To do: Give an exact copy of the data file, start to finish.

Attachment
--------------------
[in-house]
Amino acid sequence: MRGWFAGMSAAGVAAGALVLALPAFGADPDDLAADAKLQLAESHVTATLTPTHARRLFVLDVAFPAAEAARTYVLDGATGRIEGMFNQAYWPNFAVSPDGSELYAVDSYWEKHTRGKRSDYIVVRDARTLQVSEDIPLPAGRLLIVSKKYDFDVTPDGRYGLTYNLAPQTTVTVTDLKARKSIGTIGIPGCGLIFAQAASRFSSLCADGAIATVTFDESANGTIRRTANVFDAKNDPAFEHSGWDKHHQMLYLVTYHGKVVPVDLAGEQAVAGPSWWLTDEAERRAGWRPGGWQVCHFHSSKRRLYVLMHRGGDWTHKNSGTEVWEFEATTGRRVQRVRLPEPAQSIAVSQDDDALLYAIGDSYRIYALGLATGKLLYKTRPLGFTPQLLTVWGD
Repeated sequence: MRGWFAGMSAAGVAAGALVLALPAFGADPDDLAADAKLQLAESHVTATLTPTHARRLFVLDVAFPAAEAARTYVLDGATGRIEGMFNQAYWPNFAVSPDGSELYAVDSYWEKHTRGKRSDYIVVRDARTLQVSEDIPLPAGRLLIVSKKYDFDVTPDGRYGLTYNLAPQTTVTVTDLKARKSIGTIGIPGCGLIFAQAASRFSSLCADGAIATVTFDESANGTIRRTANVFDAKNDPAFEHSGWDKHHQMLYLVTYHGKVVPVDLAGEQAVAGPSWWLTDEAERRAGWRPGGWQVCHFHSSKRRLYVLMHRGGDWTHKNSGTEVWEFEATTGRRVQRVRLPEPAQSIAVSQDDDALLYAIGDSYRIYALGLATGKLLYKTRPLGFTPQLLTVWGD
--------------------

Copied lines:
[in-house]
Amino acid sequence: MRGWFAGMSAAGVAAGALVLALPAFGADPDDLAADAKLQLAESHVTATLTPTHARRLFVLDVAFPAAEAARTYVLDGATGRIEGMFNQAYWPNFAVSPDGSELYAVDSYWEKHTRGKRSDYIVVRDARTLQVSEDIPLPAGRLLIVSKKYDFDVTPDGRYGLTYNLAPQTTVTVTDLKARKSIGTIGIPGCGLIFAQAASRFSSLCADGAIATVTFDESANGTIRRTANVFDAKNDPAFEHSGWDKHHQMLYLVTYHGKVVPVDLAGEQAVAGPSWWLTDEAERRAGWRPGGWQVCHFHSSKRRLYVLMHRGGDWTHKNSGTEVWEFEATTGRRVQRVRLPEPAQSIAVSQDDDALLYAIGDSYRIYALGLATGKLLYKTRPLGFTPQLLTVWGD
Repeated sequence: MRGWFAGMSAAGVAAGALVLALPAFGADPDDLAADAKLQLAESHVTATLTPTHARRLFVLDVAFPAAEAARTYVLDGATGRIEGMFNQAYWPNFAVSPDGSELYAVDSYWEKHTRGKRSDYIVVRDARTLQVSEDIPLPAGRLLIVSKKYDFDVTPDGRYGLTYNLAPQTTVTVTDLKARKSIGTIGIPGCGLIFAQAASRFSSLCADGAIATVTFDESANGTIRRTANVFDAKNDPAFEHSGWDKHHQMLYLVTYHGKVVPVDLAGEQAVAGPSWWLTDEAERRAGWRPGGWQVCHFHSSKRRLYVLMHRGGDWTHKNSGTEVWEFEATTGRRVQRVRLPEPAQSIAVSQDDDALLYAIGDSYRIYALGLATGKLLYKTRPLGFTPQLLTVWGD